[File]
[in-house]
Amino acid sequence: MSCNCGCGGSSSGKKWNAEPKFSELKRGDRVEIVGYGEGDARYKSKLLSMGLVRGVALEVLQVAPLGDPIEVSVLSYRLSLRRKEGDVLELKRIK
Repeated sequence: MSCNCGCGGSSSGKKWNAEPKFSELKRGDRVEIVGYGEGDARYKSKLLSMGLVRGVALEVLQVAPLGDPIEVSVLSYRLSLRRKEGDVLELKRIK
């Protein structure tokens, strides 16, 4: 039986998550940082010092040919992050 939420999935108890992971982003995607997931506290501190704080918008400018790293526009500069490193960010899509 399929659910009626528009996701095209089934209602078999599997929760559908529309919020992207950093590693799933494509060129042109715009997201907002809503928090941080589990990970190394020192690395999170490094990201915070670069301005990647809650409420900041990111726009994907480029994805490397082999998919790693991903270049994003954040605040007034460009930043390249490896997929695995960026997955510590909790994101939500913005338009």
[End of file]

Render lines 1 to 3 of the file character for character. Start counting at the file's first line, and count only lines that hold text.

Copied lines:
[in-house]
Amino acid sequence: MSCNCGCGGSSSGKKWNAEPKFSELKRGDRVEIVGYGEGDARYKSKLLSMGLVRGVALEVLQVAPLGDPIEVSVLSYRLSLRRKEGDVLELKRIK
Repeated sequence: MSCNCGCGGSSSGKKWNAEPKFSELKRGDRVEIVGYGEGDARYKSKLLSMGLVRGVALEVLQVAPLGDPIEVSVLSYRLSLRRKEGDVLELKRIK